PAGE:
Executive Governance and Security

During my four month vacation I spent a lot of time with VC's and startups. It's something I wanted to do for a long time and have had an absolute blast. With that I joined the advisory boards of a few companies to help them formulate their products and business strategies. It got me thinking of an article I did years ago about corporate governance bodies and security and it couldn't be more appropriate today.


We currently have two significant issues within corporations that need to be resolved together. The first is the threat landscape that has resulted int he continued compromise of networks and data. The reasons and attackers are long and well discussed so I won't go into it here but the resolution has not been very forthcoming. Corporations need to take security seriously in order to mitigate the threats. To do this it requires funding, staffing and, most importantly, culture change. No change can be more impactful than at the board. Yet, when we look at the board makeups, in particular the audit committee's, there are no security experts to be found.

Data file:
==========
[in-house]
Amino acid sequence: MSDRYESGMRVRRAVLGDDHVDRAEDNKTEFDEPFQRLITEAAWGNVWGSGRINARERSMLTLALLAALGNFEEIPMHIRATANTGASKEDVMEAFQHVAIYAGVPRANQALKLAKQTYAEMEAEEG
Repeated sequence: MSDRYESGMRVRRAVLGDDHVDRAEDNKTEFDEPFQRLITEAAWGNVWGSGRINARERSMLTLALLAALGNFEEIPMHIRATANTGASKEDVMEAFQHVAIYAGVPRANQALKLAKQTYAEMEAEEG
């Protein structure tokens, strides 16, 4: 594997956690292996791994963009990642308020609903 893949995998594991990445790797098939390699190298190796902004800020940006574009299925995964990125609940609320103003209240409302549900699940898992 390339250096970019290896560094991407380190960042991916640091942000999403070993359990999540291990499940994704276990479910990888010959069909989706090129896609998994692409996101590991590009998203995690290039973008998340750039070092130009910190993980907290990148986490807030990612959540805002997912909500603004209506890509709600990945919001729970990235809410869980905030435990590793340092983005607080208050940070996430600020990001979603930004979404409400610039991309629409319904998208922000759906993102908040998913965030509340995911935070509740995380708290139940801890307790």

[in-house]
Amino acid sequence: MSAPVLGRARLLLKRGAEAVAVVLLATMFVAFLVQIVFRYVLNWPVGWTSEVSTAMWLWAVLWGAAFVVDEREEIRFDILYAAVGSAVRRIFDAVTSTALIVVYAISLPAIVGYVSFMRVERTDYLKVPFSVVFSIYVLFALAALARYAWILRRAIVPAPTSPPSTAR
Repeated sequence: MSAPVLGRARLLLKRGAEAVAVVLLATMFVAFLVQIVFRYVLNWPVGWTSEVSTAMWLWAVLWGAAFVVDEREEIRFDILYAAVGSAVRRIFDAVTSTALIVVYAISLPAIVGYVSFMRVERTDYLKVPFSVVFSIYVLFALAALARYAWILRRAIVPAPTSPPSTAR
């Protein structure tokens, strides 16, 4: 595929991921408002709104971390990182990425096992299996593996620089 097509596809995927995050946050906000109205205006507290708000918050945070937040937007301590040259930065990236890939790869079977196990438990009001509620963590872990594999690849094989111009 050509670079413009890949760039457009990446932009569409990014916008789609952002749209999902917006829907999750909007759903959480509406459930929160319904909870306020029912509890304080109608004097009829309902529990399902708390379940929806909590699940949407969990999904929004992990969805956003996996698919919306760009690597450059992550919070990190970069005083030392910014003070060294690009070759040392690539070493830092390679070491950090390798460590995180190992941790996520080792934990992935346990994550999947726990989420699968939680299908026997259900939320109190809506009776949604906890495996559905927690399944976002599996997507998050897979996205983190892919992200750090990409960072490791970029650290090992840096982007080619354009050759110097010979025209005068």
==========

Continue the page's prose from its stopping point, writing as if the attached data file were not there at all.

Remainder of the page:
Now this is not a obvious failing of the board but an opportunity to drive a resolution. The audit committee, primarily, is there to ensure the governance of the company from a financial aspect. To that end you see a great amount of CFO's, CEO's and other financial experts. I feel it's time that security, or Information Risk, is more than a conversation but a key component of the committee's makeup. To that end having experts in that discipline, specifically CSO and CISO's, to guide the security and governance conversation points is critical. It's time that Institutional Shareholder Services (ISS) and the National Association of Corporate Directors (NACD) focus on this and help drive this into the industry.